Thursday, October 25, 2018



Pidgin Levitations by Ricardo M. de Ungria
(University of the Philippines Press, 2004)

Flash Book Review No. 59: Ricky de Ungria's Pidgin Levitations (UP Press, 2004) might appear otherworldly to readers of prose. Filled with images connecting words and figures, at times distorting delineations and at others stressing the role of the surface in desiring an effect, this book is an outstanding demonstration of the poet's giftedness not only in scribbling the most striking of verses and the most playful of visuals, but also in testifying to the power of poetic reworkings. The poem will not end up as a text finished, readily savored by the impatient connoisseur. Its reality is its reworkability, its desirability of mutation. The book's success in that particular goal manifests in the poems I deemed the best from the rest: "Soliloquy of the Drowned" and "Baguio by the Book" were narratives of ordinary days penned with astonishing thoughts; "Manual of Eggs 23" and "Deaths and Conversations" verbalize the significance of self-concept in a voice of one seeking the beloved in the complexity of life and poetry; "Amp" and "Alba", though differing in length, stood out for their courage to articulate whatever beyond audition, the pain of loss and estrangement, the body and the nation both perished by uncertainties. Reading this book, for sure, requires a trained eye and an uncomplaining enthusiasm. The event of reading the text demands recollection when one is called to texturize his interpretations, and the act of rereading confirms that deconstruction can outlive decades of poetic developments.

Here is an excerpt from de Ungria's poem "Epithalamium", perhaps one of his many poems reminiscent of the 1986 People Power which ceremoniously ended Marcos' conjugal dictatorship:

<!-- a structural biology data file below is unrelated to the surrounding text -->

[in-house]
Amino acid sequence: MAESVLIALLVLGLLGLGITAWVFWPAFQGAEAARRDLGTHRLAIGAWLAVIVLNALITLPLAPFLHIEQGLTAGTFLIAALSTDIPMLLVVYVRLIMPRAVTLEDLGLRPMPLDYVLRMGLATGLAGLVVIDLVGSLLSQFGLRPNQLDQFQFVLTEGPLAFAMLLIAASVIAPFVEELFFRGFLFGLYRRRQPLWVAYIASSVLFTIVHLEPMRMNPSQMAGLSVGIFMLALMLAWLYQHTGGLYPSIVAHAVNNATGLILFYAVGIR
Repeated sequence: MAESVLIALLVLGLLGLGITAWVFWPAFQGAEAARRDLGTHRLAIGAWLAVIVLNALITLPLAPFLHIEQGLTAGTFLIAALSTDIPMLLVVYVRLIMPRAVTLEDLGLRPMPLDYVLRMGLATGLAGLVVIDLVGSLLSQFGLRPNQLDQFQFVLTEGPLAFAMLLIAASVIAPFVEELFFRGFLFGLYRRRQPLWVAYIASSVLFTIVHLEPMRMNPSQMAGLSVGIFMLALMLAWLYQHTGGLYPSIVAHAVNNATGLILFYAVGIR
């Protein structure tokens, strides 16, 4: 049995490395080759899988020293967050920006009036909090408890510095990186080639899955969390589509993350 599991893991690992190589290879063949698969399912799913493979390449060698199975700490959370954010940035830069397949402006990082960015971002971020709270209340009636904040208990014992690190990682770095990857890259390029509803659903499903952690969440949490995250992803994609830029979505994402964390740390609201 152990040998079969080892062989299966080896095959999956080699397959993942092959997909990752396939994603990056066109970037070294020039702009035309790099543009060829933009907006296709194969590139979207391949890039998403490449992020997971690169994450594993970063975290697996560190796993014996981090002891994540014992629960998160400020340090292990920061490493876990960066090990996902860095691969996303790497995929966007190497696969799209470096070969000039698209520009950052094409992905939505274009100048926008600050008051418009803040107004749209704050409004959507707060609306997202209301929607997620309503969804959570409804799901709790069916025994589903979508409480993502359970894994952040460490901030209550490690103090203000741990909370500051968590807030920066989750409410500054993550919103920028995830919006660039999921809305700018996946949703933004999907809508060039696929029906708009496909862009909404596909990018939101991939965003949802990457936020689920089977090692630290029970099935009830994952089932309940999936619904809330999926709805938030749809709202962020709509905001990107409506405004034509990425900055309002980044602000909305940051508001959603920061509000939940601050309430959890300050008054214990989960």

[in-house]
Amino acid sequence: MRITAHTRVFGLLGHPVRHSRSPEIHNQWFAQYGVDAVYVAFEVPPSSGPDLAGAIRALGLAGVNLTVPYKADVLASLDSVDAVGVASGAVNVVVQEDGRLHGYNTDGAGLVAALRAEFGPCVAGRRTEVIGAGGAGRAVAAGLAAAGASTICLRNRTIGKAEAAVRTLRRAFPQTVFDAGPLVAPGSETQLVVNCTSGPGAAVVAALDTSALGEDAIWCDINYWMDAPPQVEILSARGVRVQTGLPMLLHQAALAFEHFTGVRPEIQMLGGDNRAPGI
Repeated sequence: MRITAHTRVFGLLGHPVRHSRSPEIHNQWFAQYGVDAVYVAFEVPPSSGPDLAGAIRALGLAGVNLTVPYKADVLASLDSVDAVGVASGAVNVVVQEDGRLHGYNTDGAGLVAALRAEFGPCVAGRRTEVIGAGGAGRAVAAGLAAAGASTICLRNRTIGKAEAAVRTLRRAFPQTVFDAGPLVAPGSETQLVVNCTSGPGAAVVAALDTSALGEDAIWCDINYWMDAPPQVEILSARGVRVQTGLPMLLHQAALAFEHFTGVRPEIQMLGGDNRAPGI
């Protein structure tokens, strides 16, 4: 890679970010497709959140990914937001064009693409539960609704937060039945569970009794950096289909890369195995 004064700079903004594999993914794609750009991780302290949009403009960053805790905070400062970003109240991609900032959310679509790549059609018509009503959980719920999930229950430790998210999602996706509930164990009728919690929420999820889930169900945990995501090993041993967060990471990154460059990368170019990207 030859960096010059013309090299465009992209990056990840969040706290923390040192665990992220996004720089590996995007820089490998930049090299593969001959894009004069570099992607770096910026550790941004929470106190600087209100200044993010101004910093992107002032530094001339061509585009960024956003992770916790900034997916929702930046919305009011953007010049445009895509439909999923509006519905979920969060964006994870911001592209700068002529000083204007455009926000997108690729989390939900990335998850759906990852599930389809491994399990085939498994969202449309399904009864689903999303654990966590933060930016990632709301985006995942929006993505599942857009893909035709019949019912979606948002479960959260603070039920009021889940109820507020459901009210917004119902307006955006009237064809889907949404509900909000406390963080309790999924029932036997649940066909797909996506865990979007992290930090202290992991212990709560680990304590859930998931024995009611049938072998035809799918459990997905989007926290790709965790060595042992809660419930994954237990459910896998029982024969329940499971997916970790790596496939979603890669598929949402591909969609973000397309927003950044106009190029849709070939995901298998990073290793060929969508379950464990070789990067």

Lines drawn shall keep their ink
on moving water, and when we leave our profiles
at will and enter the straw or the fish.
Until, in waking and in sleep,
in slopes where secrets and powers ferment,
we find we have rounded the mountain
and completed a theme.
And we dream again. And we swear
that no barbed wires woven
from our beliefs and loveliest melodies
shall ever wall us out again.


Since 2016, Aloysiusi Polintan has worked as a Senior High School Principal in Divina Pastora College. He started scribbling poems and essays when he was 17 years old. These poems are still kept in a notebook and wait to be revised for future publication. This notebook will be revived and will give birth to language already "lived." That is why his blog is named "Renaissance of a Notebook," a blog of poems, personal and academic essays, and flash movie reviews. His book reviews, which are published and featured in The Halo-Halo Review and Galatea Resurrects, are also to be found on the blog, under the series title "Mesmerized." He believes that the ability to judge or critique a literary piece starts with the reader's being moved and mesmerized by the artful arrangement of words articulating some longing for freedom and individuality. He's now working on a manuscript of 50 poems, with a working title of Brittle Sounds. He's 24 years old, living in Nueva Ecija.